Doing that starts with Justise Winslow, who fell into their lap as the 10th pick in 2015. His offensive output was somewhat disappointing during his rookie year, however outside a budding jump shot he has almost every tool necessary to be a successful wing for a long time. The good news is there have been plenty of young players that came in to the league lacking a shooting stroke and lots of them improved a great deal. Winslow’s work ethic is unquestionable and he was just a teenager for most of last season. On the other hand, the guys that do improve usually show at least some semblance of ability pretty early. Kawhi Leonard is a player often cited as an example of improvement as a shooter, however it’s important to keep in mind that Leonard shot 37.6% from three-point range as a rookie and made 1.4 three-pointers per 100 possessions. By comparison, Winslow shot just 27.6% from deep and made only 0.7 threes per 100 possessions. In other words, it’s possible that he develops as a shooter, but so far, the signs aren’t great. He is still at the very least a versatile and tough defensive player and seems to have added even more muscle this summer. Spoelstra gave him more and more minutes at PF throughout last season and that trend is expected to continue.
The player that surprised everyone last year by becoming an indispensable part of their young core is Josh Richardson. He was looked at as almost strictly a defensive specialist coming out of college, but what he did as a spot up shooter was key to Miami’s offensive surge late last year. At the same time, his defensive ability was as good as advertised. During the Orlando Summer League, he showed much improved play in the pick-n-roll and now looks like he may become a highly competent play maker too. Of course, both Winslow and Richardson are still inexperienced and as promising as they’ve been, neither one is ready to be a leader for a successful NBA team for now.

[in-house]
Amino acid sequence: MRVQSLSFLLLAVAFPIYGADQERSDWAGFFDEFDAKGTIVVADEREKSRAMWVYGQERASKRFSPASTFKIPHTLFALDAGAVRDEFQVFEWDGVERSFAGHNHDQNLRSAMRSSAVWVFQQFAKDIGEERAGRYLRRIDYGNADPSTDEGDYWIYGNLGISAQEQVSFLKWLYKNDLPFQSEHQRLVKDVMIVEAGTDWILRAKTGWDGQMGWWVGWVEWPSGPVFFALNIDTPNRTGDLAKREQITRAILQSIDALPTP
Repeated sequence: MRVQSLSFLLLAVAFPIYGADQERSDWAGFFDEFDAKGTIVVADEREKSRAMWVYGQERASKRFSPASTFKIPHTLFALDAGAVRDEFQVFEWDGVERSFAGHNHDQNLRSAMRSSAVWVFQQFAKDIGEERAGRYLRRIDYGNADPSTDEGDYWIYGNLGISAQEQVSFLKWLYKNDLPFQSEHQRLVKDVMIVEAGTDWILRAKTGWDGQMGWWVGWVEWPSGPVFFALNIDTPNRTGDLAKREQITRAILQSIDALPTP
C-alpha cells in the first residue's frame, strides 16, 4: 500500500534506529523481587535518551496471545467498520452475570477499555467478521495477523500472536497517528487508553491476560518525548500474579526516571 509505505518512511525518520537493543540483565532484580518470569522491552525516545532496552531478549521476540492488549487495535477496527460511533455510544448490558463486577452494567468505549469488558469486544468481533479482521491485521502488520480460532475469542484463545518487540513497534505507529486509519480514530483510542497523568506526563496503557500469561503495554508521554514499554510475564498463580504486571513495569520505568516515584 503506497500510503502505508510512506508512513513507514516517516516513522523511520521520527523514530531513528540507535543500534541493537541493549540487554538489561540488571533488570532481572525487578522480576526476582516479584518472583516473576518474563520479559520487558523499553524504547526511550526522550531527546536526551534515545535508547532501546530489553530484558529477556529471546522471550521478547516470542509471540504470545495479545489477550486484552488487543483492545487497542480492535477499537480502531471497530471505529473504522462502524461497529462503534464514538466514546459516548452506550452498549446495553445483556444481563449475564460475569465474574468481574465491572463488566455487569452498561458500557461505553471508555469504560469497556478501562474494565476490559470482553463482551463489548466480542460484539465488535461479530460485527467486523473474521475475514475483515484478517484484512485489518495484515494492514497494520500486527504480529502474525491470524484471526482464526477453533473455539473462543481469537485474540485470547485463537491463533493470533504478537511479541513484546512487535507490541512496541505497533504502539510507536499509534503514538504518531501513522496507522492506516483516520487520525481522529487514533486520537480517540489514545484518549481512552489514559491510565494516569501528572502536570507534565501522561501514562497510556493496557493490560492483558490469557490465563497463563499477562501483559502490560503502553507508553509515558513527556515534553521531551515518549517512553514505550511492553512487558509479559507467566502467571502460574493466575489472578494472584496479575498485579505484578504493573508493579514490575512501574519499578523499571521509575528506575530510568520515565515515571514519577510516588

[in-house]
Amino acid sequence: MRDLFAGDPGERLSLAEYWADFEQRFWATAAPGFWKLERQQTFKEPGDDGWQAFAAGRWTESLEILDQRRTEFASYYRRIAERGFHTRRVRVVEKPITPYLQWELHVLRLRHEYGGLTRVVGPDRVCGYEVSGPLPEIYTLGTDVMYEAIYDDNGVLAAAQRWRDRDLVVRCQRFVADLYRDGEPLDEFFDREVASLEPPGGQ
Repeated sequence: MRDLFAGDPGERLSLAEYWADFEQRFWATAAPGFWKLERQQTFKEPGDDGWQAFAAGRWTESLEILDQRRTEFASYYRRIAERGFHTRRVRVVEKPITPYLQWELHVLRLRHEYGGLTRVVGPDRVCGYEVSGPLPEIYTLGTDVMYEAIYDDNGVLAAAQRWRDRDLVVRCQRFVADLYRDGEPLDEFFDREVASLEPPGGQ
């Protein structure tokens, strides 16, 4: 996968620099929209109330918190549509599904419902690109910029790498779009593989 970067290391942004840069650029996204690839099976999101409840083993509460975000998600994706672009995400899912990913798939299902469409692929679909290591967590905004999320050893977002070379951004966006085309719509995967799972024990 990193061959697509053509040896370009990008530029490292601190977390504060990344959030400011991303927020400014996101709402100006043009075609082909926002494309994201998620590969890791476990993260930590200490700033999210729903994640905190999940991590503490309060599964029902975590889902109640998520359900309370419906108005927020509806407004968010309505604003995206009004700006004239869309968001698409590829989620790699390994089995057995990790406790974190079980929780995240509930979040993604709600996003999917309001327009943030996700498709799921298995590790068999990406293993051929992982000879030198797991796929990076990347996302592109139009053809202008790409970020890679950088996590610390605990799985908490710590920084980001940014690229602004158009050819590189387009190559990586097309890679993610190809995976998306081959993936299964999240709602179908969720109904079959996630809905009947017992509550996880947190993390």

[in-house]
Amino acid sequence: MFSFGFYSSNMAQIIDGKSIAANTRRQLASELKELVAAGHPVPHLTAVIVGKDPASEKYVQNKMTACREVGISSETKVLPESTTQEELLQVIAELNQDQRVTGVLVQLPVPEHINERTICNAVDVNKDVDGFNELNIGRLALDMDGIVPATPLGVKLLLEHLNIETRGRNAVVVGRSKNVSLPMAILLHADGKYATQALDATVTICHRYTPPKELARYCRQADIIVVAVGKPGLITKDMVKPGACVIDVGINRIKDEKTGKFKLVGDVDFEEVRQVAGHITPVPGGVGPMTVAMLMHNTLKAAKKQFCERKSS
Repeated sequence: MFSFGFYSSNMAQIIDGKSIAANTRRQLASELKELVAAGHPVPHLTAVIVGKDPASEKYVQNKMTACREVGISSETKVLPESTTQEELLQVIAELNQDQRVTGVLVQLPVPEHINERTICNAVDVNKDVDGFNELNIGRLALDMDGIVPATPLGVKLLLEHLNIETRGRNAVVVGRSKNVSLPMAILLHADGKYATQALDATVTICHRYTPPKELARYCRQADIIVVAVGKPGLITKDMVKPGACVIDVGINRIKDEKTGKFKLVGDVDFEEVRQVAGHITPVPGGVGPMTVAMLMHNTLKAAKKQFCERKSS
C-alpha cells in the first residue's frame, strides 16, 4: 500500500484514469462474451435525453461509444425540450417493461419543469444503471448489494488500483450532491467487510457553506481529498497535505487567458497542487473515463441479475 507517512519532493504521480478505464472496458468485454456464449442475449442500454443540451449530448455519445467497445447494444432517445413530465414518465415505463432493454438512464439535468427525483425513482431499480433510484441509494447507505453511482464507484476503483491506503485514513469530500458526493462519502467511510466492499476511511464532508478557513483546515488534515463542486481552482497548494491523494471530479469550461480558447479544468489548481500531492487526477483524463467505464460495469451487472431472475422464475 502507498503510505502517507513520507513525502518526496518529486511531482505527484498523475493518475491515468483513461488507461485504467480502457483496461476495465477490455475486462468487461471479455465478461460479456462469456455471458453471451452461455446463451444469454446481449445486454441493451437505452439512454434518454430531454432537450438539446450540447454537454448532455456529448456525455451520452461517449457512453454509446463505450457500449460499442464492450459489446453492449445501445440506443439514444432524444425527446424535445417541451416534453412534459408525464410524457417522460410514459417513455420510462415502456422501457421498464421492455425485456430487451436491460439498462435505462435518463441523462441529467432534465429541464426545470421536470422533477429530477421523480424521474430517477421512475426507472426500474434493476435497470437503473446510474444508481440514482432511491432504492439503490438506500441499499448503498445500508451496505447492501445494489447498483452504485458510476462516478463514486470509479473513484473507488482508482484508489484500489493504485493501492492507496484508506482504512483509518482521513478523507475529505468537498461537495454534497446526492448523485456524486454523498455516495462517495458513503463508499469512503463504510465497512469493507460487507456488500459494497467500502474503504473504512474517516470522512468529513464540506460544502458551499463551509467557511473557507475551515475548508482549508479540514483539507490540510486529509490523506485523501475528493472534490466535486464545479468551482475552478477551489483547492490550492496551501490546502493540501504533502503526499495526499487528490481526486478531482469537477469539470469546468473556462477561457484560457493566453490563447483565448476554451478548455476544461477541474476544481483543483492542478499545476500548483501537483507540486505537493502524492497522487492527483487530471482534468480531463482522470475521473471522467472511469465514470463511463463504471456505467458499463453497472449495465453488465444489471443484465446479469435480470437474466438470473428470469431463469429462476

Miami took a chance on guys like Dion Waiters and Derrick Williams this off-season and considering they weren’t given long term deals or large guaranteed money these were actually pretty solid signings. However, it will be interesting to see what a locker room featuring Whiteside, Waiters and Williams will be like. Even if the personalities all mesh and Riley’s culture overrides any past bad habits, this roster doesn’t have the type of talent necessary to make them as dangerous as they were late last season. Luol Deng and Joe Johnson were playing their best basketball in at least the last 3 seasons. Dwyane Wade held the ball too long and took some bad shots but he carried this team during the playoffs. Clearly, with the younger guys taking the mantle, there will be some growing pains. Will Whiteside be as much of a menace inside offensively with theoretically less dangerous players around him on the perimeter? There is still talent here and they’ll be competitive enough to have a shot at the playoffs for most of the season, only to finish short. Perhaps that’s not the worst thing for the franchise, they’d be served best by the addition of another lottery pick in what promises to be a very deep draft.